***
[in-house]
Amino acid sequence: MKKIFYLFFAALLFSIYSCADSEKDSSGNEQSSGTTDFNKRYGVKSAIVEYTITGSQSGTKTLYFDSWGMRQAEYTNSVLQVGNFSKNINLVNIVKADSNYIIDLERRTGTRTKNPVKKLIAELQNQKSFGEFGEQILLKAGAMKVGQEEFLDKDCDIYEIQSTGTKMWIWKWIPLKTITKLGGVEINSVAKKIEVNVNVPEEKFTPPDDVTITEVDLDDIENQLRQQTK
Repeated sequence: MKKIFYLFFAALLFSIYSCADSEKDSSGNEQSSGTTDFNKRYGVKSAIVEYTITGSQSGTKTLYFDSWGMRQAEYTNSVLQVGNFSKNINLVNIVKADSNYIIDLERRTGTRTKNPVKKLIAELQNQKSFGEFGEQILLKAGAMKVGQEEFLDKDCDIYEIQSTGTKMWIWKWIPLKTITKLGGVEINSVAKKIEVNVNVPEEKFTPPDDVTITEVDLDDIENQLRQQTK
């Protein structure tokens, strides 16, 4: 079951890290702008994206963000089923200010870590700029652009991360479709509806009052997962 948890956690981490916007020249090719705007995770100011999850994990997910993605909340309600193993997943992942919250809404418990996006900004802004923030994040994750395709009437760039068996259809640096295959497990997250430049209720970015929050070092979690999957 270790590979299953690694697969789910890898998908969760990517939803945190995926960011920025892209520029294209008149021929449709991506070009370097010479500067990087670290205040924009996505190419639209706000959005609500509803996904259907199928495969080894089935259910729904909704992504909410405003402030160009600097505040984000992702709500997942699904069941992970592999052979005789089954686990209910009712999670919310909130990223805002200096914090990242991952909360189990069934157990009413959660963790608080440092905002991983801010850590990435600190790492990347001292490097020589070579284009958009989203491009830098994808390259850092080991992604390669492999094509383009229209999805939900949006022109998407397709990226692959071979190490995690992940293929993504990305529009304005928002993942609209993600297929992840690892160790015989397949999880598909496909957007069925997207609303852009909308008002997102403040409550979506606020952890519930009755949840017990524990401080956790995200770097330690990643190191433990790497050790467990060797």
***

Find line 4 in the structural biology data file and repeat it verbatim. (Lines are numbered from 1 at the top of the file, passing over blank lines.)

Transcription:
């Protein structure tokens, strides 16, 4: 079951890290702008994206963000089923200010870590700029652009991360479709509806009052997962 948890956690981490916007020249090719705007995770100011999850994990997910993605909340309600193993997943992942919250809404418990996006900004802004923030994040994750395709009437760039068996259809640096295959497990997250430049209720970015929050070092979690999957 270790590979299953690694697969789910890898998908969760990517939803945190995926960011920025892209520029294209008149021929449709991506070009370097010479500067990087670290205040924009996505190419639209706000959005609500509803996904259907199928495969080894089935259910729904909704992504909410405003402030160009600097505040984000992702709500997942699904069941992970592999052979005789089954686990209910009712999670919310909130990223805002200096914090990242991952909360189990069934157990009413959660963790608080440092905002991983801010850590990435600190790492990347001292490097020589070579284009958009989203491009830098994808390259850092080991992604390669492999094509383009229209999805939900949006022109998407397709990226692959071979190490995690992940293929993504990305529009304005928002993942609209993600297929992840690892160790015989397949999880598909496909957007069925997207609303852009909308008002997102403040409550979506606020952890519930009755949840017990524990401080956790995200770097330690990643190191433990790497050790467990060797």